Earlier this year, we spoke with Ethan Hawke for Apple TV+ entertainment, “Raymond and Ray” co-starring Ewan McGregor and directed Rodrigo Garcia. It’s a humanistic meditation on sisterhood, family, grief, and trying to come to terms with that parent you had big problems with now that they’re gone (read our review).
But now that the year is almost over and we’ve revealed it The list of the best documentaries of 2022—which featured Hawke’s Paul Newman and Joan Woodward doc series, “The Last Movie Stars” at #1—now would be as good a time as any to release the second half of this interview where Hawke discusses this great documentary and more (read our review). Hawke has had a pretty exciting and eclectic year when you think about it. He directed the aforementioned acclaimed doc series for HBO Maxhe returned to his roots for a quiet little indie drama (“Raymond & Ray”), and also starred in his first Miracle series, “Knight of the Moon.” He was almost working with “First Reformation” filmmaker Paul Schrader again, but this project collapsed. But we’re condensing all of that into this second half of our discussion, which recaps Hawke’s banner year.
I’d be remiss if I didn’t ask about “The Last Movie Stars” Looking back on it, how, how, how do you feel about it? It was such a fascinating, really awesome documentary. I loved it.
Well, thanks for saying that. I mean, I guess it’s my love letter to my profession.
Yes this is true; warmth and affection shine through.
You know, after doing this for almost 30 years, it was a project that occupied my soul for almost three years working on it. And because it’s a big responsibility to be in charge of telling the story of two people you really admire. And you realize very quickly that you can’t tell an individual story well without telling the story of their community. You know, you don’t really understand who they are if you don’t understand the actors’ studio. if you don’t understand Sidney Poitier; if you don’t understand 70’s filmmaking; if you don’t understand… you know what I mean? You cant understand “The Color of Money“without understanding”The Hustler.” And we all exist in relation to each other. And then, as performers, you exist in relation to your audience. What is the public interested in and what is happening in America? And these 50 years? So I found the challenge of making the documentary epic. It was just huge.
Yeah, I was going to say the huge context you put around their lives—the context of the times they lived in and how they fit into it, the civil rights movement, etc.—I guess that’s why they initially began as a film became a six-part docu-series.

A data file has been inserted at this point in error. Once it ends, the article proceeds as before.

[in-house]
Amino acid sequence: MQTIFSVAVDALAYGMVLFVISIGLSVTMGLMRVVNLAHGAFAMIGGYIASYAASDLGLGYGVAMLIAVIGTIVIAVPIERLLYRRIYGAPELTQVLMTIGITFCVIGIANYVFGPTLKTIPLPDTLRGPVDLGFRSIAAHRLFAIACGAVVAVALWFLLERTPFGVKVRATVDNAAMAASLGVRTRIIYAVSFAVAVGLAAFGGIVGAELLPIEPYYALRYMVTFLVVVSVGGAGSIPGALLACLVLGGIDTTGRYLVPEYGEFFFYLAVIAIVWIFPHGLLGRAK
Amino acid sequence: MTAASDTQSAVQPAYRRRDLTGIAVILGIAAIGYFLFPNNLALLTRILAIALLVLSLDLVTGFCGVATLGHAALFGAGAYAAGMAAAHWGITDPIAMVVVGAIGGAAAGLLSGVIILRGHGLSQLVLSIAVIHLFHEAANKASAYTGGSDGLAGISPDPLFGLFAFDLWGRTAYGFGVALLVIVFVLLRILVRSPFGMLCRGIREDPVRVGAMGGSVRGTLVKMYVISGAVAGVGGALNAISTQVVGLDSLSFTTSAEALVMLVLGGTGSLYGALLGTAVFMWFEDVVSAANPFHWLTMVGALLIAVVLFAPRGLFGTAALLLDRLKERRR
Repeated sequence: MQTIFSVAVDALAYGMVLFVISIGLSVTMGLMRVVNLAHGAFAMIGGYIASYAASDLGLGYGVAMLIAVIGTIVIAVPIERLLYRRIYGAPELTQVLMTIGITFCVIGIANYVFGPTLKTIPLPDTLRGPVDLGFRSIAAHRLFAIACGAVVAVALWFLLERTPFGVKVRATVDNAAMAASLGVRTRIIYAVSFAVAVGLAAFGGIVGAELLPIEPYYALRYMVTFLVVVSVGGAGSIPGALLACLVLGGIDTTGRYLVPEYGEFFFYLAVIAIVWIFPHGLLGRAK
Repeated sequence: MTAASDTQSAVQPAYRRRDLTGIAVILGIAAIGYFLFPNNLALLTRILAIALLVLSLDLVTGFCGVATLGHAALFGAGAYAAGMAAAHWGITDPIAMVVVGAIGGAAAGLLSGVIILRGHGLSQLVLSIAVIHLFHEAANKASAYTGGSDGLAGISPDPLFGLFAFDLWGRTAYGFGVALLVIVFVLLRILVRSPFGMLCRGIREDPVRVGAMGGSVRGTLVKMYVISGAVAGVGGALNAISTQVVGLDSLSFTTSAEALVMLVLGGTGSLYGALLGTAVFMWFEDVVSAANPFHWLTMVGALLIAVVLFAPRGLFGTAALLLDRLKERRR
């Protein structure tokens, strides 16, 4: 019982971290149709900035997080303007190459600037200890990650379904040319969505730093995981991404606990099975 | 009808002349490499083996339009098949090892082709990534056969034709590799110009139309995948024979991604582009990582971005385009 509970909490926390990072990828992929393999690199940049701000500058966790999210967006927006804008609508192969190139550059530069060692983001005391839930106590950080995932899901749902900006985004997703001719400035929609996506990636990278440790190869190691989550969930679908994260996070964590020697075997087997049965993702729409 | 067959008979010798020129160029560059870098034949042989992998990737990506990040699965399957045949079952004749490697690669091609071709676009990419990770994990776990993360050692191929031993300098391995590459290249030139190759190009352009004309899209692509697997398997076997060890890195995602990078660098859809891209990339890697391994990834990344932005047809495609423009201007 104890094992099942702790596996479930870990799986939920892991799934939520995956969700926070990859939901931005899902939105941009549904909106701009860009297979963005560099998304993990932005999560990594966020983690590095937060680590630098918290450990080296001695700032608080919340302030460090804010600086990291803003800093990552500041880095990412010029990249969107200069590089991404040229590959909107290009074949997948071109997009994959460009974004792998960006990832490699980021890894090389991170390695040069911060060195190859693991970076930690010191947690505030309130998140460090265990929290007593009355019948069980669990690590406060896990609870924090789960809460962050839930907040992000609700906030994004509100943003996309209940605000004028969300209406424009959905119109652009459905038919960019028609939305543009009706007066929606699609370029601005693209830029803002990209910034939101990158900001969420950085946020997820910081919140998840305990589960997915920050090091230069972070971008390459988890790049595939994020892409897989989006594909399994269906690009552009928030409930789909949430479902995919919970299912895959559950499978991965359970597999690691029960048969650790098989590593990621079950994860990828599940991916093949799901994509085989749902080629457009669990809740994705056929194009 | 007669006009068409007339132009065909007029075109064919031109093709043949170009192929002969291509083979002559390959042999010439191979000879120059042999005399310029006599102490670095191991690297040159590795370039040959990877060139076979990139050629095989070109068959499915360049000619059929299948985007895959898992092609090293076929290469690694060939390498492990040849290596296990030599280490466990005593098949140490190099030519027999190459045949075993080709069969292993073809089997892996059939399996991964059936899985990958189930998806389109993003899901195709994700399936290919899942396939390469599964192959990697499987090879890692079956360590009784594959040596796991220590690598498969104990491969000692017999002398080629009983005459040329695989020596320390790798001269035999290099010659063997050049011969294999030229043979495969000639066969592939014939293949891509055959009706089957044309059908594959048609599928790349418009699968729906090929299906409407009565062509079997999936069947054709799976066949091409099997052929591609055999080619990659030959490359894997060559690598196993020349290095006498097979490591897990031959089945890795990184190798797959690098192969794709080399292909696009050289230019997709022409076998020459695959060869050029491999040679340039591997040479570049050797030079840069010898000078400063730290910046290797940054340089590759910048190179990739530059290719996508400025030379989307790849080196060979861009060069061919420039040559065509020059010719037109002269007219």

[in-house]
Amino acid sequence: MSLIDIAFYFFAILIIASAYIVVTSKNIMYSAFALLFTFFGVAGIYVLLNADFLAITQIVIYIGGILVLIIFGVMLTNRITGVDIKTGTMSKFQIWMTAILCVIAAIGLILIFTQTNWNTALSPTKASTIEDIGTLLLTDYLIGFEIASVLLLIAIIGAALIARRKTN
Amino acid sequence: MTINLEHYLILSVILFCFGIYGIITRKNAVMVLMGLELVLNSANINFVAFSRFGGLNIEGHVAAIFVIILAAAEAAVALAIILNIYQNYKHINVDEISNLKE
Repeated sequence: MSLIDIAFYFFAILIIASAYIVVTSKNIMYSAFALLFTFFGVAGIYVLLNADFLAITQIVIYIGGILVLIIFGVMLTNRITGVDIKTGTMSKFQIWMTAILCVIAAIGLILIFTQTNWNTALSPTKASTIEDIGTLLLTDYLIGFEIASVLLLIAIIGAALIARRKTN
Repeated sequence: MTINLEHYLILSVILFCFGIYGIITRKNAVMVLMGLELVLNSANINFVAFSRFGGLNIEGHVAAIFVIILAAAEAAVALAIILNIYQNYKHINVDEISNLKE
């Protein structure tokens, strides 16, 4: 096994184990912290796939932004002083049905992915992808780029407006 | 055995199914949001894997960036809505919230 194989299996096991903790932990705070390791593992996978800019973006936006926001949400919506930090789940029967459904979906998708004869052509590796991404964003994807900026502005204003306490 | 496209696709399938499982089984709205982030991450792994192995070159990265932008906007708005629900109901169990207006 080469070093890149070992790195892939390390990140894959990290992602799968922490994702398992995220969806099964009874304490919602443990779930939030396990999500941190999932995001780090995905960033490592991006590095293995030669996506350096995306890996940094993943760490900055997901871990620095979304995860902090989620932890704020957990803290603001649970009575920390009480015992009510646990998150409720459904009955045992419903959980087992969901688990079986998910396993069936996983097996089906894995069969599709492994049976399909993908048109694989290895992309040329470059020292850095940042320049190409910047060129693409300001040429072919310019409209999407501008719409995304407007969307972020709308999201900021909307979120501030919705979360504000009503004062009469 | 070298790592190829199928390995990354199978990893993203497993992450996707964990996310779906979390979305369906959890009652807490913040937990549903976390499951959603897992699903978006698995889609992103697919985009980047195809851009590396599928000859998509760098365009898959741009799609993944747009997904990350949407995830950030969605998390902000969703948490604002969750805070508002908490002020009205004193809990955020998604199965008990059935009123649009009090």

Yes. I mean, I started doing it in two hours. This is what I was hired to do [laughs]. I wanted to do this. I always saw it like a movie. I sent a five-hour cut of the film to my filmmaker friend Richard Linklater, and I said, “What three hours should I cut out of that?” And he called me and said, “I think it’s a little short.”
Correctly? He says, “I want to know more about it. I want to know more about it.” And so we’re talking, and all of a sudden, I realized that the environment we live in right now, the way movies are made, really allows for that larger canvas. I mean, if I made this movie in 1993 or something, it would have to be a hundred minutes long or something. And then you have to decide if you’re going to just do a greatest hits album or focus on one record. You know, I could have done the whole doc on Newman and Woodward in the 1950s, or I could have done it all on the 1990s and the Newman’s Own series. But what I love about them is that it’s the totality of their lives that makes them so interesting. It’s, it’s not like—there is some people or issues you can really focus on, say 1972, or whatever, when it all came together for them. But that doesn’t work for Paul and Joanne. It is their longevity that made them so powerful. So the movie had to reflect that in some way. And I’m grateful that we live in a time where people are interested in feature-length documentaries.
More from this interview on the next page.
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